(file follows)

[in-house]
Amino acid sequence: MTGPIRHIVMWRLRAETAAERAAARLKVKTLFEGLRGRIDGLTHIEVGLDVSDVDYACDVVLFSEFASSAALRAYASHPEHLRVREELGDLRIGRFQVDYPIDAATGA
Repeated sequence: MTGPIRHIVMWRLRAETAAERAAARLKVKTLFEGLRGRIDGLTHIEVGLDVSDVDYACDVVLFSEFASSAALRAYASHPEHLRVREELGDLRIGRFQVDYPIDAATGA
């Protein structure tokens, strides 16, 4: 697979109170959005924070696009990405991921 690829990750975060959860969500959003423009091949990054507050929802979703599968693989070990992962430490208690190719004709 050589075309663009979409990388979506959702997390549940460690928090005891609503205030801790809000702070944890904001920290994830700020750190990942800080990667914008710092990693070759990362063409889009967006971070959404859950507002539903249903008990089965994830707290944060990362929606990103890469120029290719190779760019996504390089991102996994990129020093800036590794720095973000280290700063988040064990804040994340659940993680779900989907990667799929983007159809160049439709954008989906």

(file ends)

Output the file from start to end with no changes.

[in-house]
Amino acid sequence: MTGPIRHIVMWRLRAETAAERAAARLKVKTLFEGLRGRIDGLTHIEVGLDVSDVDYACDVVLFSEFASSAALRAYASHPEHLRVREELGDLRIGRFQVDYPIDAATGA
Repeated sequence: MTGPIRHIVMWRLRAETAAERAAARLKVKTLFEGLRGRIDGLTHIEVGLDVSDVDYACDVVLFSEFASSAALRAYASHPEHLRVREELGDLRIGRFQVDYPIDAATGA
């Protein structure tokens, strides 16, 4: 697979109170959005924070696009990405991921 690829990750975060959860969500959003423009091949990054507050929802979703599968693989070990992962430490208690190719004709 050589075309663009979409990388979506959702997390549940460690928090005891609503205030801790809000702070944890904001920290994830700020750190990942800080990667914008710092990693070759990362063409889009967006971070959404859950507002539903249903008990089965994830707290944060990362929606990103890469120029290719190779760019996504390089991102996994990129020093800036590794720095973000280290700063988040064990804040994340659940993680779900989907990667799929983007159809160049439709954008989906």